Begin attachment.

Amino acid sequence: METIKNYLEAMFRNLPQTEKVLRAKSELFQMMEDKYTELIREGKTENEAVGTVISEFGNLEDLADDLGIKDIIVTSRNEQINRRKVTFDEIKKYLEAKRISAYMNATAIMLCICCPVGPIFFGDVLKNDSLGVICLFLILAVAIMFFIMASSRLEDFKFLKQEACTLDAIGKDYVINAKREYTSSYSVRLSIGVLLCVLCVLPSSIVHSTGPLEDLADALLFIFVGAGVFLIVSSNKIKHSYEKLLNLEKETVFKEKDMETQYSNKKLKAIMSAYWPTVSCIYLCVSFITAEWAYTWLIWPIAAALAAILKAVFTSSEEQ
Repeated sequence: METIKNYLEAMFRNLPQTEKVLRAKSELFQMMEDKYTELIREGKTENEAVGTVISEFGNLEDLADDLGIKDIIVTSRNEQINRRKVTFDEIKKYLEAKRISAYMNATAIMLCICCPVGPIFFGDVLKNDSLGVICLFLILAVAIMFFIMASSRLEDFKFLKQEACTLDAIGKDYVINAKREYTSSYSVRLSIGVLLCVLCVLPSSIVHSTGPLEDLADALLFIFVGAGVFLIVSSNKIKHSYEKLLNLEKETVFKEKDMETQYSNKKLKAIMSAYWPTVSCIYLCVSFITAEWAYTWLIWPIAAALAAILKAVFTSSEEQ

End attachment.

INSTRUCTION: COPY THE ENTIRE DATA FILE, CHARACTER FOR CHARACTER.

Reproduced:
Amino acid sequence: METIKNYLEAMFRNLPQTEKVLRAKSELFQMMEDKYTELIREGKTENEAVGTVISEFGNLEDLADDLGIKDIIVTSRNEQINRRKVTFDEIKKYLEAKRISAYMNATAIMLCICCPVGPIFFGDVLKNDSLGVICLFLILAVAIMFFIMASSRLEDFKFLKQEACTLDAIGKDYVINAKREYTSSYSVRLSIGVLLCVLCVLPSSIVHSTGPLEDLADALLFIFVGAGVFLIVSSNKIKHSYEKLLNLEKETVFKEKDMETQYSNKKLKAIMSAYWPTVSCIYLCVSFITAEWAYTWLIWPIAAALAAILKAVFTSSEEQ
Repeated sequence: METIKNYLEAMFRNLPQTEKVLRAKSELFQMMEDKYTELIREGKTENEAVGTVISEFGNLEDLADDLGIKDIIVTSRNEQINRRKVTFDEIKKYLEAKRISAYMNATAIMLCICCPVGPIFFGDVLKNDSLGVICLFLILAVAIMFFIMASSRLEDFKFLKQEACTLDAIGKDYVINAKREYTSSYSVRLSIGVLLCVLCVLPSSIVHSTGPLEDLADALLFIFVGAGVFLIVSSNKIKHSYEKLLNLEKETVFKEKDMETQYSNKKLKAIMSAYWPTVSCIYLCVSFITAEWAYTWLIWPIAAALAAILKAVFTSSEEQ